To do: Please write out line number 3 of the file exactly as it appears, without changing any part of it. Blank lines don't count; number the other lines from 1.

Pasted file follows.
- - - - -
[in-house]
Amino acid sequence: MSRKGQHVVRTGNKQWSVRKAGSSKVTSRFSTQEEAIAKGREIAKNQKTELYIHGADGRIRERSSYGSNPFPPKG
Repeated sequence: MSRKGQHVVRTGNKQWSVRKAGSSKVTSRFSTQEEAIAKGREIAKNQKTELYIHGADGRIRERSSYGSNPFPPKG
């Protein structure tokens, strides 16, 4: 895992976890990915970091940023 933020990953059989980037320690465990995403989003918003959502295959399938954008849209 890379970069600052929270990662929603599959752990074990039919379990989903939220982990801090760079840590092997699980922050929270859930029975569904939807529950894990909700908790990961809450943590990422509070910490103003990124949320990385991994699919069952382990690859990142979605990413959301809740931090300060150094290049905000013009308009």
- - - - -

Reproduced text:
Repeated sequence: MSRKGQHVVRTGNKQWSVRKAGSSKVTSRFSTQEEAIAKGREIAKNQKTELYIHGADGRIRERSSYGSNPFPPKG